Hi everyone! I’ll be your heroine for the story today. Last night at 7:15pm, for the first time in my life, I drank wine older than myself. Considering the way things looked in my apartment at 6:15pm, it is remarkable that I can say that about the evening. Here is the set-up: we have been battling a minor mouse epidemic here at #2. Not only nibbled bread corners and mouse droppings scattered across the floor, but plenty of blatant late night frolicking around the trash and recycle bins and purposeful skittering, not only in the kitchen, but also the living room. I do not hesitate to add: much of this in broad daylight.

In a fury of action yesterday afternoon, Joe set up at least four mouse traps (we use the old fashioned-wobbly-snap-happy kind), effectively staking out the entire kitchen for the afternoon and discouraging at least one resident (me) from getting a glass of water.

Then we both left. I returned to find one creature effectively dismantled, who I chose to ignore, hoping Joe would return and do away with him in the role that he has so nicely taken up lately. He did not, and I realized that we had guests arriving at 7pm for a study group, who would not possibly ever want to return if they found what was now on the kitchen floor still there, i.e. a dead mouse most cruelsomly collapsed. So, I decided to pick up the mouse and toss him in the trashcan, be reasonable and overcome my queasiness and be done with it, etc. Resolved, I picked up the trap, and victoriously opened the cabinet door to the trash can, only to be confronted by a wiggling contemplative little fellow who had a tail three times his size and was trapped only because of that tail. I panicked, dropped our previously mentioned R.I.P. little guy, and slammed the door. Reconsidering, I stood on top of our handy kitchen stool, so as to eye the mouse from the highest possible height advantage, and opened it again. He nibbled a bit of bread and looked around thoughtfully.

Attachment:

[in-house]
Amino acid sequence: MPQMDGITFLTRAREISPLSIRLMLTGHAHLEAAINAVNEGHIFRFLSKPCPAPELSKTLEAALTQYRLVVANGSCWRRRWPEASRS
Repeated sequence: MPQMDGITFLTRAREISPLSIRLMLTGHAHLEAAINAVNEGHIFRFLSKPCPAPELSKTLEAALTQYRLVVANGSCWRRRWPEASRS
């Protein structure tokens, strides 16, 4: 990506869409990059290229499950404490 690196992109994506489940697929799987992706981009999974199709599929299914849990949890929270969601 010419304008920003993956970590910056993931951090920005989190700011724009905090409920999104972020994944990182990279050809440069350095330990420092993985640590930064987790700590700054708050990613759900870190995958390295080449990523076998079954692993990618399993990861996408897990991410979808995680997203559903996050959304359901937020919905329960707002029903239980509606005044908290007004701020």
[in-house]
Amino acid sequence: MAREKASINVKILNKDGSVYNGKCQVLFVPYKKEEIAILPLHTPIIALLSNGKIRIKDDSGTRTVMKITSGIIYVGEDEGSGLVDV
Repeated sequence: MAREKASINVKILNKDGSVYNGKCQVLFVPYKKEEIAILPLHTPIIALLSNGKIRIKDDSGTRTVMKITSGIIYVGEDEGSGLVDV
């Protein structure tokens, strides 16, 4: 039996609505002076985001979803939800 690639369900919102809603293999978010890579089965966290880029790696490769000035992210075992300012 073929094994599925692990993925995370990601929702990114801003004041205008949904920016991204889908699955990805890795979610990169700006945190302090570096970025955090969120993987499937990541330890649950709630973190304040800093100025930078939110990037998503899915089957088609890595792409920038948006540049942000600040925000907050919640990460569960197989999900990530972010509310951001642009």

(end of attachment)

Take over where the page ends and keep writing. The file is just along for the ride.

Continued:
After all, this is not what we vengeful mouse trappers want to see. We of ruined breakfast toast, we of breached countertops, we do not want to encounter a soft creature patiently waiting for us to decide his fate. But what to do? I wanted to but knew that I could not throw him out the window, with my fingers crossed that he would die instantly. What if he didn’t? What if I tried to pick up the trap and he turned into a rabid mouse-as-Old-Yeller? I couldn’t possibly let him die a slow death, that was the whole point of the clap-happy traps.

I texted Joe in an irritated panic. He consulted his fellow architecture-grad-students–all of them needless to say, safely ensconced at school–and called me back, calmly proposing that I not only pick him up, but carry him out to the street, (where presumably, I would encounter most of my neighbors and explain that while I wasn’t going to be killing this one, they’d best keep an eye out) and release him from the trap using a screwdriver to levy the bar. I curtly thanked him for his advice and decided to compromise. I put on my jacket. I put on my thank-god-elbow-length leather gloves and approached the mouse. He made it clear he was on board with the plan and carefully perched on top of the trap while I carried him to our back window, which leads to playground of rooftops. While he watched, I loosened the bar, and he speedily jumped away–only to drop four floors down to the ground–unlike to the next rooftop as I had imagined. Perhaps I had imagined a monkey leap, instead of mouse leap. Just then the doorbell rang, and in came a guest carrying a 1981 burgundy, to whom I decided not to mention what had just occurred. While I was uncorking it, the cork collapsed from age and we had to push it into the bottle to get the wine out, another new experience. But you, dear reader, can join me in wondering where our fierce fighter will wander next. (the architect further argued that mice have low body mass, and therefore, probably landed on the ground just fine.)

p.s. before you leave me an angry comment in defense of these now (rather effectively I must say) anthropomorphized creatures, I point you to Chris Glass’s website, which does suggest a nice way to trap a mouse alive.